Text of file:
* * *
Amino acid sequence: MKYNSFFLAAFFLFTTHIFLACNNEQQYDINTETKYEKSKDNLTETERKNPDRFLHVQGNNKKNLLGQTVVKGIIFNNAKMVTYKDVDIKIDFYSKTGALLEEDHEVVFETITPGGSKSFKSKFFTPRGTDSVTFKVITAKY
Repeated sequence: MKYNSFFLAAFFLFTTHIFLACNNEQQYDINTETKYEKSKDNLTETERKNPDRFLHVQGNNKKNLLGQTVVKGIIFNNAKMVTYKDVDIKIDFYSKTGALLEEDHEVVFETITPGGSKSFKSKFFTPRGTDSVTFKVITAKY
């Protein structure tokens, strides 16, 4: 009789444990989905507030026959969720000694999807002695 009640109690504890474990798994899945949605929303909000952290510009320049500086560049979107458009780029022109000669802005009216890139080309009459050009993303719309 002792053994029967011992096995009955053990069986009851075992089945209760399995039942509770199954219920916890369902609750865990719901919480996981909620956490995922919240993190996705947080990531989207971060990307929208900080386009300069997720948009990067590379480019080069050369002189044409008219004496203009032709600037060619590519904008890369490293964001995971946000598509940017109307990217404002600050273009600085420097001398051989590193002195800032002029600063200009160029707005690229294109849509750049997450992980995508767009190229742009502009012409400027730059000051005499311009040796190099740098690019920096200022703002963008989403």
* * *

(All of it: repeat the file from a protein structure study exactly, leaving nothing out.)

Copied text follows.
Amino acid sequence: MKYNSFFLAAFFLFTTHIFLACNNEQQYDINTETKYEKSKDNLTETERKNPDRFLHVQGNNKKNLLGQTVVKGIIFNNAKMVTYKDVDIKIDFYSKTGALLEEDHEVVFETITPGGSKSFKSKFFTPRGTDSVTFKVITAKY
Repeated sequence: MKYNSFFLAAFFLFTTHIFLACNNEQQYDINTETKYEKSKDNLTETERKNPDRFLHVQGNNKKNLLGQTVVKGIIFNNAKMVTYKDVDIKIDFYSKTGALLEEDHEVVFETITPGGSKSFKSKFFTPRGTDSVTFKVITAKY
């Protein structure tokens, strides 16, 4: 009789444990989905507030026959969720000694999807002695 009640109690504890474990798994899945949605929303909000952290510009320049500086560049979107458009780029022109000669802005009216890139080309009459050009993303719309 002792053994029967011992096995009955053990069986009851075992089945209760399995039942509770199954219920916890369902609750865990719901919480996981909620956490995922919240993190996705947080990531989207971060990307929208900080386009300069997720948009990067590379480019080069050369002189044409008219004496203009032709600037060619590519904008890369490293964001995971946000598509940017109307990217404002600050273009600085420097001398051989590193002195800032002029600063200009160029707005690229294109849509750049997450992980995508767009190229742009502009012409400027730059000051005499311009040796190099740098690019920096200022703002963008989403």